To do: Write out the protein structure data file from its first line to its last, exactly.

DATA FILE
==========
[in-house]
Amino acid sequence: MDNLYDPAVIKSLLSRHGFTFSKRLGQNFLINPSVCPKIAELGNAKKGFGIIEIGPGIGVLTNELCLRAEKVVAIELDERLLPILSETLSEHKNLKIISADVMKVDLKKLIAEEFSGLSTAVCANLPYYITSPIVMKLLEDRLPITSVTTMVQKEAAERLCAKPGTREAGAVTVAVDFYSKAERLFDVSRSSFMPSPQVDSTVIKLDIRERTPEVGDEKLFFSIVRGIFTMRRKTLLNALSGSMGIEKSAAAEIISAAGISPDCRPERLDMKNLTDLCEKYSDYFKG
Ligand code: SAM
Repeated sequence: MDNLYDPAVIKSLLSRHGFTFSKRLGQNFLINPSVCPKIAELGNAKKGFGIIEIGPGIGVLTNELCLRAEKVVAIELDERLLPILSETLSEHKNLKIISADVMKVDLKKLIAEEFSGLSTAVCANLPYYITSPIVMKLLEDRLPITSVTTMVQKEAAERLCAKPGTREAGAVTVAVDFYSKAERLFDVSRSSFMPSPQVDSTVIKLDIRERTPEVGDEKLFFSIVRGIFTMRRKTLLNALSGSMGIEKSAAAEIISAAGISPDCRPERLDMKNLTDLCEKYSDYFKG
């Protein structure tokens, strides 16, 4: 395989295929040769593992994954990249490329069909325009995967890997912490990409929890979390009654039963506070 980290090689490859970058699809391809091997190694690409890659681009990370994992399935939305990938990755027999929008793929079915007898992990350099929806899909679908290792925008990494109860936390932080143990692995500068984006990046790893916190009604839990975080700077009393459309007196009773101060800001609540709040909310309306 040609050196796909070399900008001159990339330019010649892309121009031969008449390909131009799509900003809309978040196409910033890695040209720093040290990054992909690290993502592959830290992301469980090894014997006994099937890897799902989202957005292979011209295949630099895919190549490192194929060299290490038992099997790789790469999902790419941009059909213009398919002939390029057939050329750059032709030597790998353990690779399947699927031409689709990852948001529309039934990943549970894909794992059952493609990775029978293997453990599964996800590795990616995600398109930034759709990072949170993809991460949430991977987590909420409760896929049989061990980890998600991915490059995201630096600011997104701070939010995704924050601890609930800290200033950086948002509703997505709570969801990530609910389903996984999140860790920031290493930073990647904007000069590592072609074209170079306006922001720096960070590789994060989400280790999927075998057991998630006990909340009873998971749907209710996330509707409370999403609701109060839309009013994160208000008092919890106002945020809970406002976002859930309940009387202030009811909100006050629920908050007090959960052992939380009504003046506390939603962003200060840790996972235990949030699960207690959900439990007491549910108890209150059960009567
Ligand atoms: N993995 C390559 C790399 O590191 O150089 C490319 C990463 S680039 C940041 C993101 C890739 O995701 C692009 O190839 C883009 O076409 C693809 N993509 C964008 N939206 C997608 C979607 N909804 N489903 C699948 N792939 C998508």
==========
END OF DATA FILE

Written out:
[in-house]
Amino acid sequence: MDNLYDPAVIKSLLSRHGFTFSKRLGQNFLINPSVCPKIAELGNAKKGFGIIEIGPGIGVLTNELCLRAEKVVAIELDERLLPILSETLSEHKNLKIISADVMKVDLKKLIAEEFSGLSTAVCANLPYYITSPIVMKLLEDRLPITSVTTMVQKEAAERLCAKPGTREAGAVTVAVDFYSKAERLFDVSRSSFMPSPQVDSTVIKLDIRERTPEVGDEKLFFSIVRGIFTMRRKTLLNALSGSMGIEKSAAAEIISAAGISPDCRPERLDMKNLTDLCEKYSDYFKG
Ligand code: SAM
Repeated sequence: MDNLYDPAVIKSLLSRHGFTFSKRLGQNFLINPSVCPKIAELGNAKKGFGIIEIGPGIGVLTNELCLRAEKVVAIELDERLLPILSETLSEHKNLKIISADVMKVDLKKLIAEEFSGLSTAVCANLPYYITSPIVMKLLEDRLPITSVTTMVQKEAAERLCAKPGTREAGAVTVAVDFYSKAERLFDVSRSSFMPSPQVDSTVIKLDIRERTPEVGDEKLFFSIVRGIFTMRRKTLLNALSGSMGIEKSAAAEIISAAGISPDCRPERLDMKNLTDLCEKYSDYFKG
């Protein structure tokens, strides 16, 4: 395989295929040769593992994954990249490329069909325009995967890997912490990409929890979390009654039963506070 980290090689490859970058699809391809091997190694690409890659681009990370994992399935939305990938990755027999929008793929079915007898992990350099929806899909679908290792925008990494109860936390932080143990692995500068984006990046790893916190009604839990975080700077009393459309007196009773101060800001609540709040909310309306 040609050196796909070399900008001159990339330019010649892309121009031969008449390909131009799509900003809309978040196409910033890695040209720093040290990054992909690290993502592959830290992301469980090894014997006994099937890897799902989202957005292979011209295949630099895919190549490192194929060299290490038992099997790789790469999902790419941009059909213009398919002939390029057939050329750059032709030597790998353990690779399947699927031409689709990852948001529309039934990943549970894909794992059952493609990775029978293997453990599964996800590795990616995600398109930034759709990072949170993809991460949430991977987590909420409760896929049989061990980890998600991915490059995201630096600011997104701070939010995704924050601890609930800290200033950086948002509703997505709570969801990530609910389903996984999140860790920031290493930073990647904007000069590592072609074209170079306006922001720096960070590789994060989400280790999927075998057991998630006990909340009873998971749907209710996330509707409370999403609701109060839309009013994160208000008092919890106002945020809970406002976002859930309940009387202030009811909100006050629920908050007090959960052992939380009504003046506390939603962003200060840790996972235990949030699960207690959900439990007491549910108890209150059960009567
Ligand atoms: N993995 C390559 C790399 O590191 O150089 C490319 C990463 S680039 C940041 C993101 C890739 O995701 C692009 O190839 C883009 O076409 C693809 N993509 C964008 N939206 C997608 C979607 N909804 N489903 C699948 N792939 C998508």